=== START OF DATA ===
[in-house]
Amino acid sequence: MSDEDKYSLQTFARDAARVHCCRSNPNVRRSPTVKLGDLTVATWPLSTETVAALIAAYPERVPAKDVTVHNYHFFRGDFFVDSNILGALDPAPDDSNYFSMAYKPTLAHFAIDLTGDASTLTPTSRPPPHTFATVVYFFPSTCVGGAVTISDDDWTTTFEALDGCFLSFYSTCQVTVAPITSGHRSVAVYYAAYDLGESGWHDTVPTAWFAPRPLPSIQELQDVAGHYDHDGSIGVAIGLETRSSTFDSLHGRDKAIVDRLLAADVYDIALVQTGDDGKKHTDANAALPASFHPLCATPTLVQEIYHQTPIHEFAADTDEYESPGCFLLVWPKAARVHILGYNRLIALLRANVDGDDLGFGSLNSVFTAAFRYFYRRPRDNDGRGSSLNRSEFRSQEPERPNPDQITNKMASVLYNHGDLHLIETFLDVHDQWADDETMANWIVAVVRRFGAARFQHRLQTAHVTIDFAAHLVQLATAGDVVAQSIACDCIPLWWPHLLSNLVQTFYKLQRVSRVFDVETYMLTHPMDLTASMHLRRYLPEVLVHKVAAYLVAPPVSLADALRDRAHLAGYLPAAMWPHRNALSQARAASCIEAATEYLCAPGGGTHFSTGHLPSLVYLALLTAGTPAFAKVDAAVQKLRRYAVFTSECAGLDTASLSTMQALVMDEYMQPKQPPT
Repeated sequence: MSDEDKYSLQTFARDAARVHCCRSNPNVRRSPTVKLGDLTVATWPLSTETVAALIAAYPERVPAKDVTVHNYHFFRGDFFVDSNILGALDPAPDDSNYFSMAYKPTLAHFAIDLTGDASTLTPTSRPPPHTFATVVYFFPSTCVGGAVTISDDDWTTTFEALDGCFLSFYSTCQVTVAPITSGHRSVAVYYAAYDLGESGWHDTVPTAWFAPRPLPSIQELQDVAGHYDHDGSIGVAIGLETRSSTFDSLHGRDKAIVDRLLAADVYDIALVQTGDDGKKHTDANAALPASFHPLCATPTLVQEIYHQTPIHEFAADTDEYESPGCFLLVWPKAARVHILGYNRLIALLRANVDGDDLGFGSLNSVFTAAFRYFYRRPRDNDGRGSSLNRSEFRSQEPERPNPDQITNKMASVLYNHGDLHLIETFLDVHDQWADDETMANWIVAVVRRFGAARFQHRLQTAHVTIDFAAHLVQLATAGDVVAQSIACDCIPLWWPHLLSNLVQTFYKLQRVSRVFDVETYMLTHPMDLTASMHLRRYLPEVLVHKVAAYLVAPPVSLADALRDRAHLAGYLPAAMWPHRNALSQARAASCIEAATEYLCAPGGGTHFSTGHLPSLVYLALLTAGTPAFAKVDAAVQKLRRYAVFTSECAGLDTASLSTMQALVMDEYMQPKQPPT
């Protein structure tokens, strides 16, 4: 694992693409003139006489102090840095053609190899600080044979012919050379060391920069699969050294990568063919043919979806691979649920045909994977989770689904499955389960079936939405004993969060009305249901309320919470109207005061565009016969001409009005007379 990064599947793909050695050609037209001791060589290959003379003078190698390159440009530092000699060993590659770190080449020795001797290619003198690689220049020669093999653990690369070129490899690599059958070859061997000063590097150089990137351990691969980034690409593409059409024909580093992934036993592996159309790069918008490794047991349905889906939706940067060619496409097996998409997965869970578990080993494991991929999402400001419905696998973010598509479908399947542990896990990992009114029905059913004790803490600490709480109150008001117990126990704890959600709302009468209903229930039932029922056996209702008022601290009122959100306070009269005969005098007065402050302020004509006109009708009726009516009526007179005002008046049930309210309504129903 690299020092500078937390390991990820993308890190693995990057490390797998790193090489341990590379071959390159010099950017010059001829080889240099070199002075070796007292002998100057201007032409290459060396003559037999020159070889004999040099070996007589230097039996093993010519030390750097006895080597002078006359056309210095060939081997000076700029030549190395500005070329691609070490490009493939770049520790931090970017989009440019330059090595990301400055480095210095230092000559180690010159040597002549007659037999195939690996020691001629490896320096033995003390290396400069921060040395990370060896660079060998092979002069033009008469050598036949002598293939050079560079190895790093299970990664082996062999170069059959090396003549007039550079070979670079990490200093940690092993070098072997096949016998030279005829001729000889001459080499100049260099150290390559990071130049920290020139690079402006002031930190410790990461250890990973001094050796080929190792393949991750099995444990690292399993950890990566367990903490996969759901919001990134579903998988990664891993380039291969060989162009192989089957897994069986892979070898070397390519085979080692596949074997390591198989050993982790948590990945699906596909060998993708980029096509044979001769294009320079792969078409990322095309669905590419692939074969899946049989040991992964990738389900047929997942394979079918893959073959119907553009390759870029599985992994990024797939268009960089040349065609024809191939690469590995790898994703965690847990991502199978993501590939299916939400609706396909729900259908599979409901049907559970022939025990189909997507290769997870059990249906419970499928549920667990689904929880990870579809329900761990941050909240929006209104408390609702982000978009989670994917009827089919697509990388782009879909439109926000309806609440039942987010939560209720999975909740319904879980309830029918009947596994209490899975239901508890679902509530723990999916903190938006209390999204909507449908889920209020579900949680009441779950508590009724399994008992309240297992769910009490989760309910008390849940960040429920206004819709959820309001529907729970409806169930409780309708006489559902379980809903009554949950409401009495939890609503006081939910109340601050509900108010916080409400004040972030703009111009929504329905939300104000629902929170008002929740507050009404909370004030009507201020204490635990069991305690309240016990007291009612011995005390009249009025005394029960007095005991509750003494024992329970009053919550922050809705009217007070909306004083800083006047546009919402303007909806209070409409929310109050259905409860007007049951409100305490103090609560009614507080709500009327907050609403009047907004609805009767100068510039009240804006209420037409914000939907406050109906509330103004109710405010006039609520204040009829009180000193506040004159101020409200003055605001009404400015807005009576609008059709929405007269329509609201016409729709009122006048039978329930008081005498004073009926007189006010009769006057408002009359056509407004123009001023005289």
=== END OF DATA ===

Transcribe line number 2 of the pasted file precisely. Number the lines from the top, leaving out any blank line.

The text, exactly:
Amino acid sequence: MSDEDKYSLQTFARDAARVHCCRSNPNVRRSPTVKLGDLTVATWPLSTETVAALIAAYPERVPAKDVTVHNYHFFRGDFFVDSNILGALDPAPDDSNYFSMAYKPTLAHFAIDLTGDASTLTPTSRPPPHTFATVVYFFPSTCVGGAVTISDDDWTTTFEALDGCFLSFYSTCQVTVAPITSGHRSVAVYYAAYDLGESGWHDTVPTAWFAPRPLPSIQELQDVAGHYDHDGSIGVAIGLETRSSTFDSLHGRDKAIVDRLLAADVYDIALVQTGDDGKKHTDANAALPASFHPLCATPTLVQEIYHQTPIHEFAADTDEYESPGCFLLVWPKAARVHILGYNRLIALLRANVDGDDLGFGSLNSVFTAAFRYFYRRPRDNDGRGSSLNRSEFRSQEPERPNPDQITNKMASVLYNHGDLHLIETFLDVHDQWADDETMANWIVAVVRRFGAARFQHRLQTAHVTIDFAAHLVQLATAGDVVAQSIACDCIPLWWPHLLSNLVQTFYKLQRVSRVFDVETYMLTHPMDLTASMHLRRYLPEVLVHKVAAYLVAPPVSLADALRDRAHLAGYLPAAMWPHRNALSQARAASCIEAATEYLCAPGGGTHFSTGHLPSLVYLALLTAGTPAFAKVDAAVQKLRRYAVFTSECAGLDTASLSTMQALVMDEYMQPKQPPT